|King’s message must be heard today, civil rights leader says|
"At the heart of King's message was, 'You are somebody, you are not a nothing,'" says the Rev. James Lawson. A UMNS photo by Kathy L. Gilbert.
By Kathy L. Gilbert*
Jan. 12, 2007 | NASHVILLE, Tenn. (UMNS)
Members of the United Methodist Publishing House join hands while singing "We Shall Overcome" at the conclusion of the Martin Luther King Jr. celebration. A UMNS photo by Kathy L. Gilbert.
A civil rights leader told a gathering that racism, sexism, violence and greed have wounded the world and people still need to hear Martin Luther King Jr.'s words: "You are somebody."
"At the heart of King's message was, 'You are somebody; you are not a nothing,'" said the Rev. James Lawson, a friend of King's, civil rights justice leader and visiting professor at Vanderbilt University in Nashville. Lawson, a United Methodist, was the keynote speaker at the United Methodist Publishing House's celebration honoring King on Jan. 11.
"In Matthew 5 Jesus says to a huge crowd of people, 'You are the salt of the earth, you are the light of the world.' Why don't we hear that message today when so many are despairing?"
Lawson added, "King's message wasn't just for people of color but for the whole world."
Taking to the streets
The Rev. Becca Stevens leads a roundtable discussion during a Martin Luther King Jr. celebration at the United Methodist Publishing House. A UMNS photo by Kathy L. Gilbert.
Before the worship service, members of local United Methodist churches, other agencies of the church as well as employees of the Publishing House took part in a roundtable discussion on "Unfinished Business: Experiencing God's Grace," led by the Rev. Becca Stevens, priest at St. Augustine's Episcopal Chapel at Vanderbilt University.
Stevens founded Magdalene House, a two-year residential community designed to rehabilitate women with a criminal history of drug abuse and prostitution. In 2001, Magdalene House launched Thistle Farms, a cottage industry that manufactures bath and body care products that promote healing and health, to provide training and revenue for the participants.
In a time when more troops are being sent to the Iraq war and Nashville is full of homelessness, racism and other problems, Stevens asked the group, "How do you decide what you are going to do? What takes you to the streets?"
Lawson noted in his sermon that he heard a lot of confusion and despair during the roundtable discussion.
"There is no reason for despair or confusion," he said. "You are the crowning achievement of God's creation."
Publishing House’s role
Lawson began by saying the last time he was at the Publishing House was in 1968, when he was part of a group picketing outside in protest of segregation.
"It is very important for the people at the Publishing House to be thinking, reading and talking to each other," he said.
He added he has sometimes been frustrated with literature coming out of the Publishing House because "it always hedged on the issues of the gospel of Jesus and racism. ... It constantly translated the Scriptures as though there was another side on the issues of racism, sexism. "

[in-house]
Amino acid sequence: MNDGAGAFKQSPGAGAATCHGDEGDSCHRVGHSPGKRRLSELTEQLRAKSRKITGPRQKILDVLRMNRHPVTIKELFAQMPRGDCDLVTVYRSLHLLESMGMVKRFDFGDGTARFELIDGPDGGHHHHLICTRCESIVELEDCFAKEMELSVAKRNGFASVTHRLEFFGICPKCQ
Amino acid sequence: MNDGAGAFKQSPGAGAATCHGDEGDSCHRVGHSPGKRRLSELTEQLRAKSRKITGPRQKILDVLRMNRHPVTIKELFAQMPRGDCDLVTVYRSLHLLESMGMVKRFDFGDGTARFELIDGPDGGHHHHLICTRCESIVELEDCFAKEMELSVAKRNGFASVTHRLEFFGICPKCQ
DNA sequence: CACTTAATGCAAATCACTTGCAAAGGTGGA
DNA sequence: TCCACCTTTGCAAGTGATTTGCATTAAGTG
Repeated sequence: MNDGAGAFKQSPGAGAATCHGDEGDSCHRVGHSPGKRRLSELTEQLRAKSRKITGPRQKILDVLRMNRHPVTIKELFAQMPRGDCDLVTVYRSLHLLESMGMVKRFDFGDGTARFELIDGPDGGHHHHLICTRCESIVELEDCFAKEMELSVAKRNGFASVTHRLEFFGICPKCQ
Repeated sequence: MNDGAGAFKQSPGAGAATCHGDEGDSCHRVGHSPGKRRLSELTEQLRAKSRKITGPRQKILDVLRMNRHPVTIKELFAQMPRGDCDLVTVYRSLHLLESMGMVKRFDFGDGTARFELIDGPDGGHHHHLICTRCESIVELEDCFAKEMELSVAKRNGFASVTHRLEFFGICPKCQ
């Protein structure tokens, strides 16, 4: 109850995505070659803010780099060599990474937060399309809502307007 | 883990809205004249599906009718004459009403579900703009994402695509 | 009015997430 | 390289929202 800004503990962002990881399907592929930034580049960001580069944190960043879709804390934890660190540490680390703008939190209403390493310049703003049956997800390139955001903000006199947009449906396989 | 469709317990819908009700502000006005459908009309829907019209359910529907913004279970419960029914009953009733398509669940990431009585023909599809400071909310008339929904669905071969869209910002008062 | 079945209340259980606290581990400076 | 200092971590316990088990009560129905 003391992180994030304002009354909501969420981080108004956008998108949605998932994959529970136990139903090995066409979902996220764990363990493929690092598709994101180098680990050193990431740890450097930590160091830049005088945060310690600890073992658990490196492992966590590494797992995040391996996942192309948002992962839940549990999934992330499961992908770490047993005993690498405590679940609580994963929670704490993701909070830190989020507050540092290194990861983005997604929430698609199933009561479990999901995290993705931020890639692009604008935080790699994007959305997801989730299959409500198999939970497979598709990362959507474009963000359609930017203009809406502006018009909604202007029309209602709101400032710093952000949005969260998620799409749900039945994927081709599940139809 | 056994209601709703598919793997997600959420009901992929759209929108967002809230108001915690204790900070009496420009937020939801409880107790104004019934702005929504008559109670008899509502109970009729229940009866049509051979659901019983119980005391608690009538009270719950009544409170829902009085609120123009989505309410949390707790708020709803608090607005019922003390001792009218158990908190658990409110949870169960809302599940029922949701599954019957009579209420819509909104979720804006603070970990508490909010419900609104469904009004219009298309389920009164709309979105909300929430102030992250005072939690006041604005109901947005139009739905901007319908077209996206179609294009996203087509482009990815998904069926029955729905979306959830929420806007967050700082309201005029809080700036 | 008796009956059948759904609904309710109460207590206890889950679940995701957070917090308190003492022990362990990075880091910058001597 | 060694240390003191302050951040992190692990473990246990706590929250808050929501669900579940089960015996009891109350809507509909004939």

The Rev. Fred Allen, executive director of African American Initiatives and International Outreach at the United Methodist Publishing House, takes part in a roundtable discussion as part of the Martin Luther King Jr. celebration. A UMNS photo by Kathy L. Gilbert.
"Sisters and brothers, we have no option according to the Scriptures concerning how we treat one another," he said. "Moses and Jesus, both Jewish prophets and teachers, are quite clear you shall love the Lord your God with all your heart, mind and soul and strength and your neighbor as yourself."
The Rev. Fred Allen, executive director of African American Initiatives and International Outreach at the Publishing House, said he heard Lawson's words as a challenge to the Publishing House to be more sensitive, "to stay on course and be intentional and bold."
"The United Methodist Publishing House Martin Luther King Jr. Dialogue and Worship Service provided the audience with a fresh vision and challenge about the church's call for taking a posture of interacting with the community in which it exists," Allen said.
"The church is called upon to use its power in direct opposition to those negative elements of the principalities and powers which deny the dignity of the human creature," he said.
"We are honored by every soul gathered here today to say that as a community it matters what we pray about, what we reflect on (and) how we honor God together in our lives," said Neil M. Alexander, publisher and chief executive officer.
Lawson concluded his sermon by encouraging his listeners. "Celebrate this weekend with the notion that there is marvelous work for each of us to do as we move past our reservations and fears. We can be surprised by what God is yet doing today."
*Gilbert is a United Methodist News Service news writer based in Nashville, Tenn.
News media contact: Kathy L. Gilbert, Nashville, Tenn., (615) 742-5470 or email@example.com.
Church leaders seek to ‘dismantle racism’ for MLK Day
Bishop’s letter to Rev. King finds U.S. at ‘curious juncture’ on race
Profile: James Lawson, civil rights advocate
United Methodist Publishing House
Walking with King